A finite-volume method for contact drape simulation of woven fabrics and garments

S. F. Chen, Jinlian Hu, Jinguang Teng

Research output: Journal article publicationJournal articleAcademic researchpeer-review

32 Citations (Scopus)


Draping of woven fabrics and garments interacting with rigid objects or human bodies is a large displacement/rotation contact problem of anisotropic materials. The objective of this paper is to extend a geometrically nonlinear finite-volume method recently developed by the authors to predict contact drape deformations of woven fabrics. In this finite volume method, an initially flat woven fabric sheet is first divided into a number of structured finite volumes (or control volumes) using mesh lines along the warp and weft directions. The out-of-plane bending and in-plane membrane strain energies of the fabric sheet are then found by summing up the contributions from all control volumes. The equilibrium equations of the fabric sheet are derived employing the principle of stationary total potential energy and solved using the full Newton-Raphson method with line searches. In this paper, a simple and easily achievable algorithm for detecting and treating fabric contact with a rigid object is proposed and shown to be effective and efficient. Numerical simulation of two square fabric sheets draped over a round rod is first considered. The coordinates of a characteristic point of the first fabric sheet after drape deformation predicted using the present method are compared with available experimental results, showing a close match between the two approaches. Numerical results of square fabric sheets draped over a sphere and skirts attached to and draped over a synthetic body form are next presented. The predicted drape shapes are realistic.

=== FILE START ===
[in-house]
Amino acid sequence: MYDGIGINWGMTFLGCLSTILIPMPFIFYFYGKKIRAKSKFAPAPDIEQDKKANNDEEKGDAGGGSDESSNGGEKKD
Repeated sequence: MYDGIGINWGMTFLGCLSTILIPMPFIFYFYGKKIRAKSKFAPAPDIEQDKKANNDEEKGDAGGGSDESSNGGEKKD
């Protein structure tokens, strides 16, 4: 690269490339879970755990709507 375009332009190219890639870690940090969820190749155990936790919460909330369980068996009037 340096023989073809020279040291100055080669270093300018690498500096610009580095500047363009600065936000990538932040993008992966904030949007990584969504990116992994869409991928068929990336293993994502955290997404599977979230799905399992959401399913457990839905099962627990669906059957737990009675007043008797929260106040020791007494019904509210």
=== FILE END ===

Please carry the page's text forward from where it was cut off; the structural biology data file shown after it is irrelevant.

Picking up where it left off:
Original languageEnglish
Pages (from-to)513-531
Number of pages19
JournalFinite Elements in Analysis and Design
Issue number6-7
Publication statusPublished - 1 Jun 2001


  • Contact problem
  • Fabric deformation
  • Fabric drape
  • Finite-volume method
  • Newton-Raphson method
  • Nonlinear analysis
  • Numerical simulation

ASJC Scopus subject areas

  • Analysis
  • Engineering(all)
  • Computer Graphics and Computer-Aided Design
  • Applied Mathematics

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